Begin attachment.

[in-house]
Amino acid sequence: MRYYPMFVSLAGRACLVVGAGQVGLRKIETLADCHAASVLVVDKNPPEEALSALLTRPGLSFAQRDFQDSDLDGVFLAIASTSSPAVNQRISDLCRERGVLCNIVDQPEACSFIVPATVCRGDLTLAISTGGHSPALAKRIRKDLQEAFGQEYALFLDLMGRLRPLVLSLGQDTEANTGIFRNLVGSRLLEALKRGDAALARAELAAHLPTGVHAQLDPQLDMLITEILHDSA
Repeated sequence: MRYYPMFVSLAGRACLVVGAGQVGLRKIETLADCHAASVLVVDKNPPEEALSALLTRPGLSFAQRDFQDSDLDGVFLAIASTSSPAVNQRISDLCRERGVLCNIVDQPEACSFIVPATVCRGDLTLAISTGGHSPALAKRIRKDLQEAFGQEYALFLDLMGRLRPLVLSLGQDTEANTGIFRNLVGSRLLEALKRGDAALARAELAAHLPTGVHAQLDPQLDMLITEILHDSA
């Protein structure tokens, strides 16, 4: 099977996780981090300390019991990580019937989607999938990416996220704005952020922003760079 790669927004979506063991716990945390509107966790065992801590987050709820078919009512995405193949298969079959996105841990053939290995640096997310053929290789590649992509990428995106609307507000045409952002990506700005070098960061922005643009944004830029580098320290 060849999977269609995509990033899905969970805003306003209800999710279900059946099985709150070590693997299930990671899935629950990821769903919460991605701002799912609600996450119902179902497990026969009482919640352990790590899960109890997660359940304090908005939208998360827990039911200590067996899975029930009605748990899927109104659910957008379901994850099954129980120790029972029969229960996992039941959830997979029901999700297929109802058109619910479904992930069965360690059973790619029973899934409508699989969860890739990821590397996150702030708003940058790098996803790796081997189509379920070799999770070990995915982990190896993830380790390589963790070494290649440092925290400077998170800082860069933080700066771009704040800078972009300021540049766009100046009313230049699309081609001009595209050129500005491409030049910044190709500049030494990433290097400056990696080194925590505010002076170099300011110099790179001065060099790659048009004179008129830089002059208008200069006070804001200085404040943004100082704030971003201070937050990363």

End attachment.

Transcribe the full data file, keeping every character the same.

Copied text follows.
[in-house]
Amino acid sequence: MRYYPMFVSLAGRACLVVGAGQVGLRKIETLADCHAASVLVVDKNPPEEALSALLTRPGLSFAQRDFQDSDLDGVFLAIASTSSPAVNQRISDLCRERGVLCNIVDQPEACSFIVPATVCRGDLTLAISTGGHSPALAKRIRKDLQEAFGQEYALFLDLMGRLRPLVLSLGQDTEANTGIFRNLVGSRLLEALKRGDAALARAELAAHLPTGVHAQLDPQLDMLITEILHDSA
Repeated sequence: MRYYPMFVSLAGRACLVVGAGQVGLRKIETLADCHAASVLVVDKNPPEEALSALLTRPGLSFAQRDFQDSDLDGVFLAIASTSSPAVNQRISDLCRERGVLCNIVDQPEACSFIVPATVCRGDLTLAISTGGHSPALAKRIRKDLQEAFGQEYALFLDLMGRLRPLVLSLGQDTEANTGIFRNLVGSRLLEALKRGDAALARAELAAHLPTGVHAQLDPQLDMLITEILHDSA
């Protein structure tokens, strides 16, 4: 099977996780981090300390019991990580019937989607999938990416996220704005952020922003760079 790669927004979506063991716990945390509107966790065992801590987050709820078919009512995405193949298969079959996105841990053939290995640096997310053929290789590649992509990428995106609307507000045409952002990506700005070098960061922005643009944004830029580098320290 060849999977269609995509990033899905969970805003306003209800999710279900059946099985709150070590693997299930990671899935629950990821769903919460991605701002799912609600996450119902179902497990026969009482919640352990790590899960109890997660359940304090908005939208998360827990039911200590067996899975029930009605748990899927109104659910957008379901994850099954129980120790029972029969229960996992039941959830997979029901999700297929109802058109619910479904992930069965360690059973790619029973899934409508699989969860890739990821590397996150702030708003940058790098996803790796081997189509379920070799999770070990995915982990190896993830380790390589963790070494290649440092925290400077998170800082860069933080700066771009704040800078972009300021540049766009100046009313230049699309081609001009595209050129500005491409030049910044190709500049030494990433290097400056990696080194925590505010002076170099300011110099790179001065060099790659048009004179008129830089002059208008200069006070804001200085404040943004100082704030971003201070937050990363």